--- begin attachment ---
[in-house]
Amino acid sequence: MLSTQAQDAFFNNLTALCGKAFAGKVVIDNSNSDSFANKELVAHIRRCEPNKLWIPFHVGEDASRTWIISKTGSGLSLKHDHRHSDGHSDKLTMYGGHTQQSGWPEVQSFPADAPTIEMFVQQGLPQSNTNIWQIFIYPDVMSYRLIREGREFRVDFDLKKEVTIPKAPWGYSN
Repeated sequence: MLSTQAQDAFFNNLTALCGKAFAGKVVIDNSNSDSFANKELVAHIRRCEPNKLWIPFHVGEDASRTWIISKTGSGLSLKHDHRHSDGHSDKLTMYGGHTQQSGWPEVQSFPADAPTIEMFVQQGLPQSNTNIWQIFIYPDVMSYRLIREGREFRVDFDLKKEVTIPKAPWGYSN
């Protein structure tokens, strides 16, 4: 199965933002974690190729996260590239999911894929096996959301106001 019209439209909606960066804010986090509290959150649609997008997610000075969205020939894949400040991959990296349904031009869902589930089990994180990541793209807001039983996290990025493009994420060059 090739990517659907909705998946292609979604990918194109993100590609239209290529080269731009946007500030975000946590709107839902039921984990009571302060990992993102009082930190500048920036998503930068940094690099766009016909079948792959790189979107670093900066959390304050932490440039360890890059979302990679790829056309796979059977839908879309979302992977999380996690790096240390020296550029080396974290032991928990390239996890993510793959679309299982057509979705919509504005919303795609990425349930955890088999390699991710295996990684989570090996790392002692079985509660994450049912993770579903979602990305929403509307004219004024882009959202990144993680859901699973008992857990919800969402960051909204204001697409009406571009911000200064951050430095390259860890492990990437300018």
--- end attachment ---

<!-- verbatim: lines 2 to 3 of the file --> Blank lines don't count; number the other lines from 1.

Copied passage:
Amino acid sequence: MLSTQAQDAFFNNLTALCGKAFAGKVVIDNSNSDSFANKELVAHIRRCEPNKLWIPFHVGEDASRTWIISKTGSGLSLKHDHRHSDGHSDKLTMYGGHTQQSGWPEVQSFPADAPTIEMFVQQGLPQSNTNIWQIFIYPDVMSYRLIREGREFRVDFDLKKEVTIPKAPWGYSN
Repeated sequence: MLSTQAQDAFFNNLTALCGKAFAGKVVIDNSNSDSFANKELVAHIRRCEPNKLWIPFHVGEDASRTWIISKTGSGLSLKHDHRHSDGHSDKLTMYGGHTQQSGWPEVQSFPADAPTIEMFVQQGLPQSNTNIWQIFIYPDVMSYRLIREGREFRVDFDLKKEVTIPKAPWGYSN